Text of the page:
With a second measles case in Scotland confirmed since October 2023, people are being urged to seek vaccination to prevent an outbreak. Measles is the most contagious virus known to man. It is estimated that in the absence of control measures, such as vaccinations, any one person infected with measles would transmit the virus to between 12 and 18 people. Because of this it is essential to have a high vaccine coverage in the population.

Currently children are offered a first dose at 12 months and a second dose at 40 months. The World Health Organization (WHO) recommends a minimum of 95% of people be vaccinated with two doses of the vaccine, to reduce the possibility of an outbreak. Ten years ago in Scotland the vaccination coverage of six-year-olds having received two doses stood at 94.3%. In recent years, however, there has been a worrying downward trend with only 91% of six-year-olds receiving two doses, as of September last year. It is frequently said that vaccines are victims of their own success. Their ability to almost eradicate a disease means people no longer witness the misery that the disease once brought. Complacency creeps in, vaccine uptake goes down, opening the door for the disease to return. WHO has named vaccine hesitancy as one of the top 10 threats to global health.

The MMR vaccine, which protects against measles, mumps and rubella, has suffered a double blow. Not only has its effectiveness led to complacency, fear surrounding the vaccine was generated by the flawed and now overwhelmingly-disproven Wakefield report of 1998, which incorrectly proposed a link between the vaccine and autism. The incidence of autism in children who have and have not received the vaccine is no different.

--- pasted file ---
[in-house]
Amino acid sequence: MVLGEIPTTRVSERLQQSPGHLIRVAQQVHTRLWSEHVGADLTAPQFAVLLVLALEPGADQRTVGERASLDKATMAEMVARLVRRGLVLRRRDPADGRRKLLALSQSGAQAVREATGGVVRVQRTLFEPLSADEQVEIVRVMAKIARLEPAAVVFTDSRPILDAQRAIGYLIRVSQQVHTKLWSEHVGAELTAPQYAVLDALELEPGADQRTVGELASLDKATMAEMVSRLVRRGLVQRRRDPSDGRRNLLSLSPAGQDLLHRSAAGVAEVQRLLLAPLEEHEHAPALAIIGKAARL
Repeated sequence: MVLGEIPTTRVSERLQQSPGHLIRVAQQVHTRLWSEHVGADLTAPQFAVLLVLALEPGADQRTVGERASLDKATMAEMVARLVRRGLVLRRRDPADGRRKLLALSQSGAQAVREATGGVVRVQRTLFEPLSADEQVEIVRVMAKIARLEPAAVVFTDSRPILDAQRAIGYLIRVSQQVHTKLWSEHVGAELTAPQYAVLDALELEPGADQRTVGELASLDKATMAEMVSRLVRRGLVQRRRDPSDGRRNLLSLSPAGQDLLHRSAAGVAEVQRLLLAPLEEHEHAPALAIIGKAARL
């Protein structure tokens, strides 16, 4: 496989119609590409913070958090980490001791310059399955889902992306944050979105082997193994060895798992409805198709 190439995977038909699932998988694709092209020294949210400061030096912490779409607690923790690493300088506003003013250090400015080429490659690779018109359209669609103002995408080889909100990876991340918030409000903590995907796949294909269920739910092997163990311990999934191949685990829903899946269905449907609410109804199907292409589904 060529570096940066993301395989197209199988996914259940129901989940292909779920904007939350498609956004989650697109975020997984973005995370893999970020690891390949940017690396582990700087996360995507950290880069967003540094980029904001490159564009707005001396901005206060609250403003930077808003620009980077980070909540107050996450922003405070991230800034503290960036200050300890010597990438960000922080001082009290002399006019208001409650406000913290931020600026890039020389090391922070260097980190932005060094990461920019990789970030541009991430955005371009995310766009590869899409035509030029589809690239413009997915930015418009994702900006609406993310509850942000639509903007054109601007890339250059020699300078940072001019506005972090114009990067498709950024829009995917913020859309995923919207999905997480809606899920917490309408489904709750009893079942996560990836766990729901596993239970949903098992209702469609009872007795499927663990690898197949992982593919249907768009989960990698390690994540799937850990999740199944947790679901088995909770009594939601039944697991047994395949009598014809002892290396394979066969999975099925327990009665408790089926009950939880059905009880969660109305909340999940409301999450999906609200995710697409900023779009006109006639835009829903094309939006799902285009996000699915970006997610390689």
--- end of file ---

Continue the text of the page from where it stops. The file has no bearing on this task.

The call to vaccination not only applies to children, the long-standing hesitancy regarding the MMR vaccine means many adults are unvaccinated. If you are an unvaccinated adult there are many reasons for considering accepting the vaccine. Adults are not exempt from the complications associated with measles infection and getting vaccinated protects you from the disease. Children under one and those with underlying health conditions cannot have the vaccine but are more likely to become seriously ill if infected. Being vaccinated not only reduces the risk that you could infect a vulnerable child, it decreases the likelihood of an outbreak and so you help to protect the most vulnerable children throughout your community.

Measles infection during pregnancy carries a risk to the unborn child but it is not recommended for pregnant women to receive the vaccine. So, if you are considering having a child it is best to seek vaccination at least one month before trying to conceive. If you are unsure if you received your vaccinations as a child you can ask your GP to check your records.

If you are feeling hesitant about vaccinating your child, speak to a healthcare professional. Like other respiratory viruses, measles transmission benefits from the cold weather in winter and early spring. If you are unvaccinated, now is a great time to act, get vaccinated and help reduce the risk of a measles outbreak in Scotland.

Dr Claire Crossan is a virologist with Glasgow Caledonian University